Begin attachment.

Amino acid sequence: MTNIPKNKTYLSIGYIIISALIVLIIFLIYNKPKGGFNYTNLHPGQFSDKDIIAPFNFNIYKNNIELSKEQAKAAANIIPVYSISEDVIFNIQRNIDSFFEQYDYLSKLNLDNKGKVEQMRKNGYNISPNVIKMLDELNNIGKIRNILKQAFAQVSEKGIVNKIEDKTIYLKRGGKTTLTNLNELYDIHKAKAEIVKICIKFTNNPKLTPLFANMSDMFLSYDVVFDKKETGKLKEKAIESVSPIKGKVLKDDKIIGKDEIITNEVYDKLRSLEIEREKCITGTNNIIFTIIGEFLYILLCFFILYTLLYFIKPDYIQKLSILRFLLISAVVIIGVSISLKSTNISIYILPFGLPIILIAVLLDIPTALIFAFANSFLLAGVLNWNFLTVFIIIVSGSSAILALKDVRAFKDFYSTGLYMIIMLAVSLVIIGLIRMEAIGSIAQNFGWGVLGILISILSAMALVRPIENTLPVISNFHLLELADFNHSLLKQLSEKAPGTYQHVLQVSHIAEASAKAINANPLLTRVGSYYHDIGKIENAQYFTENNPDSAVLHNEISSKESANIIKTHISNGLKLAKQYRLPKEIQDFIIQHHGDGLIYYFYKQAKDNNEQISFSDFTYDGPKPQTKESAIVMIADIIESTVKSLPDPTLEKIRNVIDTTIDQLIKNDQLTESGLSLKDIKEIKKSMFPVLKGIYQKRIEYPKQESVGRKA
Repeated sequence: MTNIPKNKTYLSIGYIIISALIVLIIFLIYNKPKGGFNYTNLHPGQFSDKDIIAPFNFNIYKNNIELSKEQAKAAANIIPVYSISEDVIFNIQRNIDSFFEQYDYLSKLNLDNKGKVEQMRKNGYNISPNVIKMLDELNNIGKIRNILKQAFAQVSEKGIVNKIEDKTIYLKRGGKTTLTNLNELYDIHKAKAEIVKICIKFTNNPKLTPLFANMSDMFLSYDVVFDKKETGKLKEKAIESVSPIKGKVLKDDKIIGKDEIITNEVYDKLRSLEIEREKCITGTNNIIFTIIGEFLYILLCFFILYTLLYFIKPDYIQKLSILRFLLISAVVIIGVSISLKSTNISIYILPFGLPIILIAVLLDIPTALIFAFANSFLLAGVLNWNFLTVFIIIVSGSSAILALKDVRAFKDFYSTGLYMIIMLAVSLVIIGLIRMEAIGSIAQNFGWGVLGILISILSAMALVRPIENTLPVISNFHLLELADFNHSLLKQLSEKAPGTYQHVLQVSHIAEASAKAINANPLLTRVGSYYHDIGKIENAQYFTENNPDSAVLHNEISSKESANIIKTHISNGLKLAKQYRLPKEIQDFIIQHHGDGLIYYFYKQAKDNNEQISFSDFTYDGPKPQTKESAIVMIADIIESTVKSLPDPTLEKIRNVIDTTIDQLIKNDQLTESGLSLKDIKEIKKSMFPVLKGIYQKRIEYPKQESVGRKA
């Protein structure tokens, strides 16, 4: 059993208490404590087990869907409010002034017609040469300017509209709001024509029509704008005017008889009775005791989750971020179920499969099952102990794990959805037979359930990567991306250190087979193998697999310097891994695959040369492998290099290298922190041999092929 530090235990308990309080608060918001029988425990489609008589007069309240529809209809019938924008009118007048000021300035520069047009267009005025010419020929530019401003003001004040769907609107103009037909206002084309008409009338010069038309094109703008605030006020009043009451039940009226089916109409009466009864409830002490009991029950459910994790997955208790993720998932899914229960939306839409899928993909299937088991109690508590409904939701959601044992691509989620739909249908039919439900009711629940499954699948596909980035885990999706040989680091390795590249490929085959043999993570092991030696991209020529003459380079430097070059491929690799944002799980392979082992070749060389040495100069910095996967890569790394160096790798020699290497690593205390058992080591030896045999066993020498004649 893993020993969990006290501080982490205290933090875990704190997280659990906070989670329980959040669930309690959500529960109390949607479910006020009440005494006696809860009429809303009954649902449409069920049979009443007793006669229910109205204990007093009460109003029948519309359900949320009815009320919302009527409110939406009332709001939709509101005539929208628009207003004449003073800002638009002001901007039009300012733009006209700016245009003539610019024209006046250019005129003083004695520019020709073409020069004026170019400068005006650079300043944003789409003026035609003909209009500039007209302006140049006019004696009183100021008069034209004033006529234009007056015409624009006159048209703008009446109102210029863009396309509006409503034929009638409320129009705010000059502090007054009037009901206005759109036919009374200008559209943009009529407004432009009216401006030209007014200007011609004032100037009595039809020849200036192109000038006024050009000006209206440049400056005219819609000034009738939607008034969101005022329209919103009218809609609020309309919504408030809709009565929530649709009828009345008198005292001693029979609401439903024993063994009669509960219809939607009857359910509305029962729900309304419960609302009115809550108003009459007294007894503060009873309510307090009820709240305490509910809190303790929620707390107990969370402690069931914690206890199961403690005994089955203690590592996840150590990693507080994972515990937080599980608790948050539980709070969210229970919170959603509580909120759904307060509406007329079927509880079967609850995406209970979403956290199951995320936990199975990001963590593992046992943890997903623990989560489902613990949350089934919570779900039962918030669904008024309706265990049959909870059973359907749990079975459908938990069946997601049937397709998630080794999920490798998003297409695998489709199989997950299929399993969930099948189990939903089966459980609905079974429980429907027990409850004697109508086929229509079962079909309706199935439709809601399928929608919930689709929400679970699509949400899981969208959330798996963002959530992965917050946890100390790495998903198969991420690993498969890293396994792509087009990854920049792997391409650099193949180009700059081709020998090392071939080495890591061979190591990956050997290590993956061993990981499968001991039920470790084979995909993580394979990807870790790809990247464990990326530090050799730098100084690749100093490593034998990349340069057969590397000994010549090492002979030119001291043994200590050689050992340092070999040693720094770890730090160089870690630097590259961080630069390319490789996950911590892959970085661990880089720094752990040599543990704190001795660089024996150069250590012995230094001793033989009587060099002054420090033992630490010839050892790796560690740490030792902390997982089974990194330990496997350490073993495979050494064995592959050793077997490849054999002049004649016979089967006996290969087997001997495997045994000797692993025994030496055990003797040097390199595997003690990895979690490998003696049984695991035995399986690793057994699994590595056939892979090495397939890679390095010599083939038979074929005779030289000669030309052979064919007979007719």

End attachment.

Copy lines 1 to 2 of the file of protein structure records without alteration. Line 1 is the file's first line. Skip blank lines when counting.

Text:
Amino acid sequence: MTNIPKNKTYLSIGYIIISALIVLIIFLIYNKPKGGFNYTNLHPGQFSDKDIIAPFNFNIYKNNIELSKEQAKAAANIIPVYSISEDVIFNIQRNIDSFFEQYDYLSKLNLDNKGKVEQMRKNGYNISPNVIKMLDELNNIGKIRNILKQAFAQVSEKGIVNKIEDKTIYLKRGGKTTLTNLNELYDIHKAKAEIVKICIKFTNNPKLTPLFANMSDMFLSYDVVFDKKETGKLKEKAIESVSPIKGKVLKDDKIIGKDEIITNEVYDKLRSLEIEREKCITGTNNIIFTIIGEFLYILLCFFILYTLLYFIKPDYIQKLSILRFLLISAVVIIGVSISLKSTNISIYILPFGLPIILIAVLLDIPTALIFAFANSFLLAGVLNWNFLTVFIIIVSGSSAILALKDVRAFKDFYSTGLYMIIMLAVSLVIIGLIRMEAIGSIAQNFGWGVLGILISILSAMALVRPIENTLPVISNFHLLELADFNHSLLKQLSEKAPGTYQHVLQVSHIAEASAKAINANPLLTRVGSYYHDIGKIENAQYFTENNPDSAVLHNEISSKESANIIKTHISNGLKLAKQYRLPKEIQDFIIQHHGDGLIYYFYKQAKDNNEQISFSDFTYDGPKPQTKESAIVMIADIIESTVKSLPDPTLEKIRNVIDTTIDQLIKNDQLTESGLSLKDIKEIKKSMFPVLKGIYQKRIEYPKQESVGRKA
Repeated sequence: MTNIPKNKTYLSIGYIIISALIVLIIFLIYNKPKGGFNYTNLHPGQFSDKDIIAPFNFNIYKNNIELSKEQAKAAANIIPVYSISEDVIFNIQRNIDSFFEQYDYLSKLNLDNKGKVEQMRKNGYNISPNVIKMLDELNNIGKIRNILKQAFAQVSEKGIVNKIEDKTIYLKRGGKTTLTNLNELYDIHKAKAEIVKICIKFTNNPKLTPLFANMSDMFLSYDVVFDKKETGKLKEKAIESVSPIKGKVLKDDKIIGKDEIITNEVYDKLRSLEIEREKCITGTNNIIFTIIGEFLYILLCFFILYTLLYFIKPDYIQKLSILRFLLISAVVIIGVSISLKSTNISIYILPFGLPIILIAVLLDIPTALIFAFANSFLLAGVLNWNFLTVFIIIVSGSSAILALKDVRAFKDFYSTGLYMIIMLAVSLVIIGLIRMEAIGSIAQNFGWGVLGILISILSAMALVRPIENTLPVISNFHLLELADFNHSLLKQLSEKAPGTYQHVLQVSHIAEASAKAINANPLLTRVGSYYHDIGKIENAQYFTENNPDSAVLHNEISSKESANIIKTHISNGLKLAKQYRLPKEIQDFIIQHHGDGLIYYFYKQAKDNNEQISFSDFTYDGPKPQTKESAIVMIADIIESTVKSLPDPTLEKIRNVIDTTIDQLIKNDQLTESGLSLKDIKEIKKSMFPVLKGIYQKRIEYPKQESVGRKA